We all get stuck in ruts. As humans, it is so easy for us to get comfortable performing a certain way and then lose sight of creativity. Playing it safe has its advantages of course, but it also has its disadvantages, just like everything else.
As a heavy metal musician, I know how easy it is to hop on the proverbial bandwagon and, because it’s nice and cozy and warm, stay there. No experimentation, no risks, right?
Well, maybe. But maybe after a while you start to notice that all bands sound the same. Maybe you start to hear patterns in other musicians that you come to loathe. Maybe you start to lose interest in music.
This doesn’t have to be the case.
With a few drum fill ideas and tips, you can break out of your comfort zone and explore the drums in a more leisurely, yet effective fashion.
The first and foremost important way to implement new ideas is not to limit yourself. Sure, you can play only jazz, but if you only listen to jazz, your fills will become repetitive and unimaginative.
Listen to other styles of music. Whether those styles be country, bluegrass, hard rock, flamenco or even death metal, they can open your eyes to entire different ways of playing. I personally have learned many subtle, yet bizarre and unique approaches to drumming simply by listening to bluegrass. And this is coming from a heavy metal musician, too.
Another way to add some zest to your playing is to alter your favorite fills. Instead of using only snare, try implementing toms or even bass drum. A little kick can go a long way to changing the altogether feel of your fill.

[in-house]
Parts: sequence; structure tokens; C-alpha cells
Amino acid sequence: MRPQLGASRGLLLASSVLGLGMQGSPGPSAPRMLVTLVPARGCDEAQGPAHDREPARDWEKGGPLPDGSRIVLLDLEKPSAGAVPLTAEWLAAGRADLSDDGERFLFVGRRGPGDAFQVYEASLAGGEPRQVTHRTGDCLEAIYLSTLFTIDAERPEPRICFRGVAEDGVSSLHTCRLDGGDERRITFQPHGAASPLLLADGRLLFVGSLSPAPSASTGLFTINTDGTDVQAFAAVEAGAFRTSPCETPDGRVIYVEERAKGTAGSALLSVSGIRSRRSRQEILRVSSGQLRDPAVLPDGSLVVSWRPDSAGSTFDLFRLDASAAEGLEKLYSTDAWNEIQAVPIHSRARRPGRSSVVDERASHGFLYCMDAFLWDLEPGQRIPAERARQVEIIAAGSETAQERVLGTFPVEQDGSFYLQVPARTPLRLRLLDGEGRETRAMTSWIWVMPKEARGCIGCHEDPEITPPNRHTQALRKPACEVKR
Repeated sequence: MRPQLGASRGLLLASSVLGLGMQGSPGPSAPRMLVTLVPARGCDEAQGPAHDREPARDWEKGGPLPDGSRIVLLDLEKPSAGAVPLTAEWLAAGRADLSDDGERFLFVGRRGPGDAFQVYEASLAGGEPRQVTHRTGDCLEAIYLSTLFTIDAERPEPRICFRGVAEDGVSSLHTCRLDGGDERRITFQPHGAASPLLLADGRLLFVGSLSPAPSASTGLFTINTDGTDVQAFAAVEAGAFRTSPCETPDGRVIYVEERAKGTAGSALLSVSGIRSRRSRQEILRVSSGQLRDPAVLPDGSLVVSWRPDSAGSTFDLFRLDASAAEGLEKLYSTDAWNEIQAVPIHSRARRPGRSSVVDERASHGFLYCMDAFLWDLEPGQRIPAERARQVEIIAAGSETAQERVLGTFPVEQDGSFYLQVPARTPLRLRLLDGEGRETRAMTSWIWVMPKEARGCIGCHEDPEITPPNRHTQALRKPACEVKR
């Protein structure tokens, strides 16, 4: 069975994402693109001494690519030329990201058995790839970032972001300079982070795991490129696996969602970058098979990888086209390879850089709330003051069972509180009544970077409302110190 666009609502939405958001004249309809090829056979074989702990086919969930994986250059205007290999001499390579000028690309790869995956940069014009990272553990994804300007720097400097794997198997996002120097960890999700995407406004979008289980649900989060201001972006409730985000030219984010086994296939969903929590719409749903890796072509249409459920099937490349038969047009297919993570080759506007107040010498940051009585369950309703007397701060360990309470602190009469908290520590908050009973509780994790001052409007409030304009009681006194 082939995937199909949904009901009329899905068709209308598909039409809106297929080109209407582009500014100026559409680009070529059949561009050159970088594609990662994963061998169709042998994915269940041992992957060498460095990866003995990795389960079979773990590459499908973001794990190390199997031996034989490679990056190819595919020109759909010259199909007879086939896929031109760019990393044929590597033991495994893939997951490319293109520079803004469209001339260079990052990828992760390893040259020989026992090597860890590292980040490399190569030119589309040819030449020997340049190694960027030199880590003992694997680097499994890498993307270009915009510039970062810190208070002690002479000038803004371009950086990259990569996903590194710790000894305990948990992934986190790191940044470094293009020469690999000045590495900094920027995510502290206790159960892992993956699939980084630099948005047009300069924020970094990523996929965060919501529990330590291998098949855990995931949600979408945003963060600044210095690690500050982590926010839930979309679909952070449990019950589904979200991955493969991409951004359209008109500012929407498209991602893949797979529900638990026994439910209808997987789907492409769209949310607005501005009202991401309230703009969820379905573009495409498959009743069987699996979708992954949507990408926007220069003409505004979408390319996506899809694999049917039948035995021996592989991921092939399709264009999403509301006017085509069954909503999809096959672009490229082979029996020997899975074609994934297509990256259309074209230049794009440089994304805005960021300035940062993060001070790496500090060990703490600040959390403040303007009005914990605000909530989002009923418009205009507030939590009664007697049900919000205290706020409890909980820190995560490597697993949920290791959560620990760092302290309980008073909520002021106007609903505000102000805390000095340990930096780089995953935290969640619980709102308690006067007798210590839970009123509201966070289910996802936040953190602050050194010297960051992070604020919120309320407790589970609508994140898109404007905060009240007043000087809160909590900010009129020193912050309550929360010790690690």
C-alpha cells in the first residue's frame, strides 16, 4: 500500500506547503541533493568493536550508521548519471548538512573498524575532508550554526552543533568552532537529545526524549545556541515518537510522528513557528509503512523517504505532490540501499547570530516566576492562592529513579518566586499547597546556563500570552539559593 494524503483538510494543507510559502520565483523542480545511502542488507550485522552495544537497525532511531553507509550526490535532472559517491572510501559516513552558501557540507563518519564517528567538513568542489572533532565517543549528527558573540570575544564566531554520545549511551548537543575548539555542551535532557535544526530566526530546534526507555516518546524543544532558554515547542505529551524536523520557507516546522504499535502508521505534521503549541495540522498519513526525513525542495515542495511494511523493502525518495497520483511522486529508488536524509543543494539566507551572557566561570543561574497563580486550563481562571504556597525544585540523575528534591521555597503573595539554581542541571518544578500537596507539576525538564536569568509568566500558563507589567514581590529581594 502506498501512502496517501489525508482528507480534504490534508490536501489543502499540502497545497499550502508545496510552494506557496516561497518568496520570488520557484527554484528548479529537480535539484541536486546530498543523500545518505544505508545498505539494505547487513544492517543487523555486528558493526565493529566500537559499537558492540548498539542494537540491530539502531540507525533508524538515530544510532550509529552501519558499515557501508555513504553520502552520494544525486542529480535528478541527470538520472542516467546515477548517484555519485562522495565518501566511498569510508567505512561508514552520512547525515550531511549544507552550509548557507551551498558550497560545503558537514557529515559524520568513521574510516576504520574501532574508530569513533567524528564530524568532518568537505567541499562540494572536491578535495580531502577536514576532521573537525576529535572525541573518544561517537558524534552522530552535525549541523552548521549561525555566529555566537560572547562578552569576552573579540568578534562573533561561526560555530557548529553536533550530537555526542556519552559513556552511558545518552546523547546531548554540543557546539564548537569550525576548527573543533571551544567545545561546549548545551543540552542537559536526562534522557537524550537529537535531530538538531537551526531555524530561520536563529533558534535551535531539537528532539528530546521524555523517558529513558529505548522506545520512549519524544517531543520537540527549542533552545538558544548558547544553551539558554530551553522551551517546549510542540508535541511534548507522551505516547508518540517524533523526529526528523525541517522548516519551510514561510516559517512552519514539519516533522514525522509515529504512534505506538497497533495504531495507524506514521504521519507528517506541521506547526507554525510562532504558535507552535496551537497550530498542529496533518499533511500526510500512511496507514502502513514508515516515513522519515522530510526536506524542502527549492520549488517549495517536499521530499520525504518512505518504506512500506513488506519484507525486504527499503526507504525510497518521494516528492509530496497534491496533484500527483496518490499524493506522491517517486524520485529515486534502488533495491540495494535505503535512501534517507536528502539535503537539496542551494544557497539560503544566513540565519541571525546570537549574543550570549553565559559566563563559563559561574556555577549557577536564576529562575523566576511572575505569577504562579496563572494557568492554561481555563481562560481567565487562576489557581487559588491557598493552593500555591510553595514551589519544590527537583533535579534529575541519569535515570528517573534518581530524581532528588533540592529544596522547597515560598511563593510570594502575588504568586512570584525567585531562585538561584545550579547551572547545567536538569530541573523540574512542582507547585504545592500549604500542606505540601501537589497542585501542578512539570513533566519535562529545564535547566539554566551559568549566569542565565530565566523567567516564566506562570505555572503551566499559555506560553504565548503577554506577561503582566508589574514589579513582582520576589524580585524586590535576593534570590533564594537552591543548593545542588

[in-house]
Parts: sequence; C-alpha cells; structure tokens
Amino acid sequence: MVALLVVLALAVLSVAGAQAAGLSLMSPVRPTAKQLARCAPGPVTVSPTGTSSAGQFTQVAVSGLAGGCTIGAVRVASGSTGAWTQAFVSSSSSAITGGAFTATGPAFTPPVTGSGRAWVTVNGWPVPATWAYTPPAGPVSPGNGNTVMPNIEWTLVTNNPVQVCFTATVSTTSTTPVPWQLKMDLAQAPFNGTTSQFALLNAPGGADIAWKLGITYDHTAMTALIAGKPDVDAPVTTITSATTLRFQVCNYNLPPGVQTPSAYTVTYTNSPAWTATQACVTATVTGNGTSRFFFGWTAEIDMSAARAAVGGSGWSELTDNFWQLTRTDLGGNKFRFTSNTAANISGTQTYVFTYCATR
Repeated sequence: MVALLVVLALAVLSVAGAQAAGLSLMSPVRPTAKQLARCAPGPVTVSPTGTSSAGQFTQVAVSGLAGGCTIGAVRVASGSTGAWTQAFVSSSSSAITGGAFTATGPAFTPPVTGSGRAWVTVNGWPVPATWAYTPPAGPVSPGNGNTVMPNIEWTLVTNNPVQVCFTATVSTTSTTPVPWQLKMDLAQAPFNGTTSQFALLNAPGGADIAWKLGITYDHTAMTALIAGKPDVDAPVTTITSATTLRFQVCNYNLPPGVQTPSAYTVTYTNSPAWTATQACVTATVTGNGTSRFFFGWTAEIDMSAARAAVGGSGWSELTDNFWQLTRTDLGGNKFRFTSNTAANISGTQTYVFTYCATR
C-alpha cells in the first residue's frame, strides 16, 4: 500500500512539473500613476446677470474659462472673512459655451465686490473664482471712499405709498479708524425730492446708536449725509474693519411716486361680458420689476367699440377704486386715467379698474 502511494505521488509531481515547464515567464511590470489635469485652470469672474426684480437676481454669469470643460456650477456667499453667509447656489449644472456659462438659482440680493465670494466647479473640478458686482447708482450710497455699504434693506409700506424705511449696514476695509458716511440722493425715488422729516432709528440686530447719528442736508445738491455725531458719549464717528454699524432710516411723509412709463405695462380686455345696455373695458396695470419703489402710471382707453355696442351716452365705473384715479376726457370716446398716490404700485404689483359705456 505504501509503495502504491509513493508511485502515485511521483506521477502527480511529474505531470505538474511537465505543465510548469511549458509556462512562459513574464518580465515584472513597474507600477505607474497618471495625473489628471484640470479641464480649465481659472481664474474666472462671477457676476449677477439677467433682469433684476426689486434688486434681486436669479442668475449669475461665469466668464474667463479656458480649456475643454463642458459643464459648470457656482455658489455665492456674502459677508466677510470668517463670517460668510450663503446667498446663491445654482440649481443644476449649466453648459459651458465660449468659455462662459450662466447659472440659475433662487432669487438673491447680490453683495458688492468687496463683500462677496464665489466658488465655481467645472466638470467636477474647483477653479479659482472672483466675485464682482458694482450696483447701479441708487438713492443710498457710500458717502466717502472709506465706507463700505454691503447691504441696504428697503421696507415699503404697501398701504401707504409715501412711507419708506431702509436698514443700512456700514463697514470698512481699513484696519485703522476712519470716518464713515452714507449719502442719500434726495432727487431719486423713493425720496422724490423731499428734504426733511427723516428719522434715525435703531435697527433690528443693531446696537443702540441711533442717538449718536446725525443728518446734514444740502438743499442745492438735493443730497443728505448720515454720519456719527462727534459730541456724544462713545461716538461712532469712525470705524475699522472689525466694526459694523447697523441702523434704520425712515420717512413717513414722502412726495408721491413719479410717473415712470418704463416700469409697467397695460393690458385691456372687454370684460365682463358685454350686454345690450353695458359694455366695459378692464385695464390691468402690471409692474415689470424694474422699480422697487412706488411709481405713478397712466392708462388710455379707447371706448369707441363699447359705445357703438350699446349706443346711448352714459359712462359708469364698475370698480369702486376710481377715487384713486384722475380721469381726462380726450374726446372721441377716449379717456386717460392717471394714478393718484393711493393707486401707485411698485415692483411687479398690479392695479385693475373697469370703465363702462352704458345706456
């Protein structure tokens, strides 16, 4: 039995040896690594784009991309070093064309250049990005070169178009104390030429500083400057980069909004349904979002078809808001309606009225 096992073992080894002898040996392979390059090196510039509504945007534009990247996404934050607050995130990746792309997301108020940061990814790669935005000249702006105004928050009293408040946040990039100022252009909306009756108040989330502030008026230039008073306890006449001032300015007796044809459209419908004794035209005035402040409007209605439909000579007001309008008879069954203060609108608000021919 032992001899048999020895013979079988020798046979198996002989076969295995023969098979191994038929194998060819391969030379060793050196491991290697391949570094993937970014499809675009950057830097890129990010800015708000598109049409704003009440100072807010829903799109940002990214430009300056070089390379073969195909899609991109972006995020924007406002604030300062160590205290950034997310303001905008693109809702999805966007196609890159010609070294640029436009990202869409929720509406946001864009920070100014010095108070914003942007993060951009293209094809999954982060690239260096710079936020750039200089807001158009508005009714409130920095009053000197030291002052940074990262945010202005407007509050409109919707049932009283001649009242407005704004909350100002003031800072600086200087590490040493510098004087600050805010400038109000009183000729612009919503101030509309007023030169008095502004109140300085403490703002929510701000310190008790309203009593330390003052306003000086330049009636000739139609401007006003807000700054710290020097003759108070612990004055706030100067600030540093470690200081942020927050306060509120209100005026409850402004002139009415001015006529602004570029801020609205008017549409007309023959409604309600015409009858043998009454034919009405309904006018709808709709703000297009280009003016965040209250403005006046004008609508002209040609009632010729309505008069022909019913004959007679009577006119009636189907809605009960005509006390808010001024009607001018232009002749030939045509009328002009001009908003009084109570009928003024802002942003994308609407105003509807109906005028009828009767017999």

Try adding voices that you don’t normally use. If you always revert to toms, force yourself to either a crash or ride. Try striking the bell of your ride or crash, adding different tones.
If you find yourself defaulting to eighth notes, take note of it. Using a small tape recorded or even an audio recorder on your phone or digital camera, record yourself playing for a session.
Place the device in a closet or other enclosed area close to your kit, as it will muffle out the brunt of the sound, allowing the recorder to do its job. Try different note patterns, or for more advanced players, consider incorporating syncopation into your fills. It will make for an impressive quality that other musicians will take note of fairly quickly.
If you find that you are always striking the snare and toms fully, try adding rim shots.
An important part of learning new techniques and patterns is to study other drummers. When you watch drumming videos, make it a job. Take a pad and pen and jot down notes on techniques you yourself found interesting.
When you get back to you kit, try those techniques out for yourself and add your own style to them. Many of the greatest players do the very same thing. You wouldn’t believe how many popular drummers have studied Neil Peart and taken his fills and drumming techniques, adding their own flavors and voices, and created something new.
As always, your imagination is your greatest tools. Your hands and feet can only do what they are told by your brain. Impressive and unique fills start in your mind.
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